“Ultimately, to reach an African American audience, there needs to be a cross-section of tactics,” said Ava DuVernay, filmmaker and publicist. DuVernay, who helped to market such Hollywood releases as “Dreamgirls” and “Invictus,” has formed an alliance that aims to bring more black films to commercial theaters. The African-American Film Festival Releasing Movement (or AFFRM) uses social networking and grass-roots tactics to reach its marketing goals.
The alliance hopes to overcome a host of mistakes being made by otherwise savvy producers and film makers. Many black films fall victim to their creators’ good intentions but inept marketing practices. “I think that a lot of people overshoot in terms of the number of screens that they put a film on,” said DuVernay, “and I think that a lot of people undershoot in terms of the type of marketing that they apply toward certain types of films. But in cases where there’s been a happy marriage of distribution and marketing, you’ve seen modest and successfully distributed films that give nice returns to investors.”
The film “Just Wright,” starring Queen Latifah and Common, was “on too many screens,” DuVernay said. “And it was a campaign that didn’t integrate any kind of grassroots effort or real local outreach. They had a very national campaign, and they were relying on their stars. If they would have had some boots on the ground, it might have made some difference.” The film only grossed $21.5 million.
Other black films succeed if producers employ the right marketing mix. “You look at something very successful like ‘Jumping the Broom’ — they had a full-fledged publicity campaign, a very aggressive advertising campaign and local support on the ground — and you get a hit,” DuVernay said. “Same thing with ‘The Help.’ With the right marketing, the right push, the right kind of perfect storm of elements, you can actually have a successful release.”
She herself has left nothing to chance. She has written and directed a film titled “I Will Follow,” starring Salli Richardson-Whitfield, who plays a woman sorting through memories of a dead aunt. The film was the first to be marketed by the AFFRM. “We couldn’t afford big advertising so we upped our ground game,” DuVernay said. “We did more grassroots organizing. We did heavy, heavy publicity. We were in a market for six months, when you’d [customarily] be in a market for 3 or 4 months before opening.”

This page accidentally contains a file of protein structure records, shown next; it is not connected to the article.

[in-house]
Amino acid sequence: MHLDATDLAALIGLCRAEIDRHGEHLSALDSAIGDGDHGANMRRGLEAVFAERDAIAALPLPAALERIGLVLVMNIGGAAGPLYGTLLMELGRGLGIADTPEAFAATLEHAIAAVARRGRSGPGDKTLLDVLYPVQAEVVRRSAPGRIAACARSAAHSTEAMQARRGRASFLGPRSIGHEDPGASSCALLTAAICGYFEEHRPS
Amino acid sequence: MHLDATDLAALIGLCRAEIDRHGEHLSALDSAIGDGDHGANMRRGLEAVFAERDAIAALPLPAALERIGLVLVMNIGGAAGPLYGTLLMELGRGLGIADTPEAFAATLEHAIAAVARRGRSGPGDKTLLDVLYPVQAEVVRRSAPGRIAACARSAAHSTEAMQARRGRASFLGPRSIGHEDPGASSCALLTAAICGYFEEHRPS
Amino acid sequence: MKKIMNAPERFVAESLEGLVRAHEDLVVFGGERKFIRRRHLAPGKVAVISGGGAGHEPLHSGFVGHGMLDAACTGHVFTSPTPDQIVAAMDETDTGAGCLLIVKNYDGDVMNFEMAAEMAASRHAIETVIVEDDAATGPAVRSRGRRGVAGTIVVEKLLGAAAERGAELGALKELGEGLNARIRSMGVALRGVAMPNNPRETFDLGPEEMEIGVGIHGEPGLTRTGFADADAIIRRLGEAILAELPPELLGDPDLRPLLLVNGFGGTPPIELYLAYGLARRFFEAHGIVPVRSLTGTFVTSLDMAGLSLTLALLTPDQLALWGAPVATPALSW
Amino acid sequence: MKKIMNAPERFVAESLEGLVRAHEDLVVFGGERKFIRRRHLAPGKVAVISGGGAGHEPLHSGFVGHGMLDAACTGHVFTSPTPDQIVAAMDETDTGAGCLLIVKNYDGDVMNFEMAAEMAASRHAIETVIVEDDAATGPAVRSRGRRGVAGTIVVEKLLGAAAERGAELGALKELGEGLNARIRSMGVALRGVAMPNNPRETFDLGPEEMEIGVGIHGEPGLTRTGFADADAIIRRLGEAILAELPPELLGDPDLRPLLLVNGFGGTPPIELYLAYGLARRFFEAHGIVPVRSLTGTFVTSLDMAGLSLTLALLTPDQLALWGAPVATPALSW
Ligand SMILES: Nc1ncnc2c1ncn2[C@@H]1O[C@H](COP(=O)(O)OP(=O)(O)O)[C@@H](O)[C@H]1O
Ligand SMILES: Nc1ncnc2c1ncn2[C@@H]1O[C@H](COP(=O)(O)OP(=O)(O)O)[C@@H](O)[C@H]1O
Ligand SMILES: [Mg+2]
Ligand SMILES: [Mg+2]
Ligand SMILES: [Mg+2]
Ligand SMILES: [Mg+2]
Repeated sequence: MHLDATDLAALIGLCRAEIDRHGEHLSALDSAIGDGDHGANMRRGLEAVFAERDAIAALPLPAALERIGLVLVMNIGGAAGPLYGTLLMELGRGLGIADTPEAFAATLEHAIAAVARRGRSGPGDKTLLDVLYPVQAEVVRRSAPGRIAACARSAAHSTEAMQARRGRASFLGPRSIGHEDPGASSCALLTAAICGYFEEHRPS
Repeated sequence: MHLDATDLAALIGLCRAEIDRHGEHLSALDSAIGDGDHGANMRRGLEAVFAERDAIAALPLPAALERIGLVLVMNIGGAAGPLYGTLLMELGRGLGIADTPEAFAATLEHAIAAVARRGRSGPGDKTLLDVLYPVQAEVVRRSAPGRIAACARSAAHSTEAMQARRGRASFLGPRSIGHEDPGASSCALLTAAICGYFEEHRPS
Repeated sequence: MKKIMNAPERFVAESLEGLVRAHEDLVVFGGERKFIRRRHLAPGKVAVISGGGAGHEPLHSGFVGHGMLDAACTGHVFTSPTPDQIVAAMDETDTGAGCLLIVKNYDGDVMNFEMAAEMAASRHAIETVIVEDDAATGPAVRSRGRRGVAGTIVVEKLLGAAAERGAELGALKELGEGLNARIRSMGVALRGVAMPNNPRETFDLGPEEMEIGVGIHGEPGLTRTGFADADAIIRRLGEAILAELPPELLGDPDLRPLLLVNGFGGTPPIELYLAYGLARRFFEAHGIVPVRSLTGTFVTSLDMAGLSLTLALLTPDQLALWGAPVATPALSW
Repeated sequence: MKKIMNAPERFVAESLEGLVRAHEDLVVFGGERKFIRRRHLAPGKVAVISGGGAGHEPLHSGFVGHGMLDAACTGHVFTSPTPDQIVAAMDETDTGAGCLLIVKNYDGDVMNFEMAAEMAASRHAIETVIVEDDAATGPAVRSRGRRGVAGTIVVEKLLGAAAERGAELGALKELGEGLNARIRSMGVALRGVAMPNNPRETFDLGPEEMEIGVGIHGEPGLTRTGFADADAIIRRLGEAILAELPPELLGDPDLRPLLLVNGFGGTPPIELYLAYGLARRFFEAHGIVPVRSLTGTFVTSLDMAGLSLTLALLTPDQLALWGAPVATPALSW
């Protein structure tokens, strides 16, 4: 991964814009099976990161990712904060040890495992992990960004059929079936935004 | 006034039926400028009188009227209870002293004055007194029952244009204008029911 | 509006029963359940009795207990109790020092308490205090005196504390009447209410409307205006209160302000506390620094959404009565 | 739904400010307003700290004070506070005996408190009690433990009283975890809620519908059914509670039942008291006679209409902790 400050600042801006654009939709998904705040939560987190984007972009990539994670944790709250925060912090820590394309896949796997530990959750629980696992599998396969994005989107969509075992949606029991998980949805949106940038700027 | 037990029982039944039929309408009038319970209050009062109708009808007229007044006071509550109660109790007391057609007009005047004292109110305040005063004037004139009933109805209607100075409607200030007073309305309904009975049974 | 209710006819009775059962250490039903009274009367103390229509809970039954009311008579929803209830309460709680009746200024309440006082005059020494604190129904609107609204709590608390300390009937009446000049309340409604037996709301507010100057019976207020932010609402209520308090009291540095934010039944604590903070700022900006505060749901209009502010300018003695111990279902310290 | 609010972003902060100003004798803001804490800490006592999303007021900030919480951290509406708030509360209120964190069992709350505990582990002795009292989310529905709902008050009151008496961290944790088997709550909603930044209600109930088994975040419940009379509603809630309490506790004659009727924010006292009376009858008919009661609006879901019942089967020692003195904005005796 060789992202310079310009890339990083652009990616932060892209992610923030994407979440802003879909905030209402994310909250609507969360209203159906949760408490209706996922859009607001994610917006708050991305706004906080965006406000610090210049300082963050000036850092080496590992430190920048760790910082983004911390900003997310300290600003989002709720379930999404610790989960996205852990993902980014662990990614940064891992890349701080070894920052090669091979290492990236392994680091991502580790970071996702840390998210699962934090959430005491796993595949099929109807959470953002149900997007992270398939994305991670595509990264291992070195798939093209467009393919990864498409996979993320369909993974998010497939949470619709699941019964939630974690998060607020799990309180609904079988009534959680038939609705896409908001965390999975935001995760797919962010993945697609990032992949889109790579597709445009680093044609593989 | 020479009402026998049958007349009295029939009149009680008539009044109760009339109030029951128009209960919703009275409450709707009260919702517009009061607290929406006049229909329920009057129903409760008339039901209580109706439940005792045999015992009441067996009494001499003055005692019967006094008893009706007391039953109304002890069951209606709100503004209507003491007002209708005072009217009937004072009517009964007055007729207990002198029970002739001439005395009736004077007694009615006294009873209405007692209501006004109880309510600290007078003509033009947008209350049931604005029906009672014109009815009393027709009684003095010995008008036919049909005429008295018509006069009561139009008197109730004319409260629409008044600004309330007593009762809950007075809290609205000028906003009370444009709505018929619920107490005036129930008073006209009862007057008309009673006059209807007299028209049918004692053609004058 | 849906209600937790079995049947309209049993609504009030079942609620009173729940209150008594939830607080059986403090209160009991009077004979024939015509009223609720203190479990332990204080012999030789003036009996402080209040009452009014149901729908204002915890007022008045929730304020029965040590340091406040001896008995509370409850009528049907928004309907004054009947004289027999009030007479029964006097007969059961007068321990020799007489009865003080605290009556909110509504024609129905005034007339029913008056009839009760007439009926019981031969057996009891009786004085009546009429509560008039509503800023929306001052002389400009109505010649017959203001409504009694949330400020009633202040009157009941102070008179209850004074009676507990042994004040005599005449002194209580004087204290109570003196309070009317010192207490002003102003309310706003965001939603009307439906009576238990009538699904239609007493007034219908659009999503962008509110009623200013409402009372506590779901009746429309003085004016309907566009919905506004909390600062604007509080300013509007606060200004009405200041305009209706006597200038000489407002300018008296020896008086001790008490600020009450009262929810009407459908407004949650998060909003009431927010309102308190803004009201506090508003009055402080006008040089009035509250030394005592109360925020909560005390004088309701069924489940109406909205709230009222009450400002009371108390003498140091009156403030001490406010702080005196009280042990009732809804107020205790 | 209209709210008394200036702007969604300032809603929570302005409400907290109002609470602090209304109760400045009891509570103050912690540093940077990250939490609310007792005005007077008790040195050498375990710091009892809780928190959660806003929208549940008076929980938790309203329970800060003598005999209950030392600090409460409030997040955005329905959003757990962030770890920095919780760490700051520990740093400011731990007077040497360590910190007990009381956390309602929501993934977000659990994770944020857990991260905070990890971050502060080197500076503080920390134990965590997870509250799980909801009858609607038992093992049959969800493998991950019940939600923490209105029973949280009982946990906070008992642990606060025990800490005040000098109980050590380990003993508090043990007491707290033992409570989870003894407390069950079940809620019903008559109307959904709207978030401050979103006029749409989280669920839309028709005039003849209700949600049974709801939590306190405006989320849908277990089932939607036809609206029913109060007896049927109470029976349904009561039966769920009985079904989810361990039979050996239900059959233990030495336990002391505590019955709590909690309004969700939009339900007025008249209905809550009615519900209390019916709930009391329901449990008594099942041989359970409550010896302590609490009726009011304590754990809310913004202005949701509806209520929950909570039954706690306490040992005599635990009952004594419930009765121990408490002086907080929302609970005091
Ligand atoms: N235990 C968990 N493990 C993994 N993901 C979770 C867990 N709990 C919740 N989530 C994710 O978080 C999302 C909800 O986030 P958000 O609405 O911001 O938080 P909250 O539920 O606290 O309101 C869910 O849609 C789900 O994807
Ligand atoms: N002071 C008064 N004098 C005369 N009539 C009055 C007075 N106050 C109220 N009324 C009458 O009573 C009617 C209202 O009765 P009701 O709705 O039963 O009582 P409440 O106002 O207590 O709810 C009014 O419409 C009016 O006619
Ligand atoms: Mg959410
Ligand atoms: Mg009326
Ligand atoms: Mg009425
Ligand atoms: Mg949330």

Check out the fabulous Black celebs that were hanging out in Hollywood this week like…
Singer Macy Gray arrives at Vertu and Gelila and Wolfgang Puck Celebrate the Oscars and Dream for Africa Foundation at CUT on February 23, 2012 in Beverly Hills, California.
Some of Hollywood’s most wanted men have their fair share of female attention. Although many have reaped the rewards of celebrity in the dating department, we know that their perspectives must have changed when they had their own daughters to raise. Here are some photos of some Black Hollywood celebs and their little (and not so little) girls!
The youngest child of Juanita and Michael Jordan has kept a low profile as a sensible and well-grounded teen. She’s set to start her freshman year in college at Syracuse University in the fall. Luckily for her, she not only has a superstar dad looking out for her but two older brothers as well.
Tyler Perry has written a letter to his fans explaining why Kim Kardashian was given a role in his upcoming film, “The Marriage Counselor,” after receiving a ton of backlash over the casting choice. Tyler Perry already gets plenty of side eyes for his films, but his casting of the reality TV star tocuhed a nerve with many fans, especially after news of Kim’s divorce hit.
In looking over the letter, I’m not convinced this gesture will do anything to halt the grassroots boycott efforts that are popping up. He writes:
About two months ago, long before I even heard about Kim’s marriage or divorce, I was trying to finish up the casting. I said to one of my producers, “who else is out there that young people are looking up to?” One of my producers showed me pictures that his daughter had taken of several hundred kids lined up around the corner to get into a Kardashian store. They wanted to meet Kim. I thought, what better person! She literally has millions of young people following her. I thought and still do think, that it would be very responsible of her to be a part of this film. To have the young people that look up to her, see her in a film that is about, what happens in life when you make the wrong choices.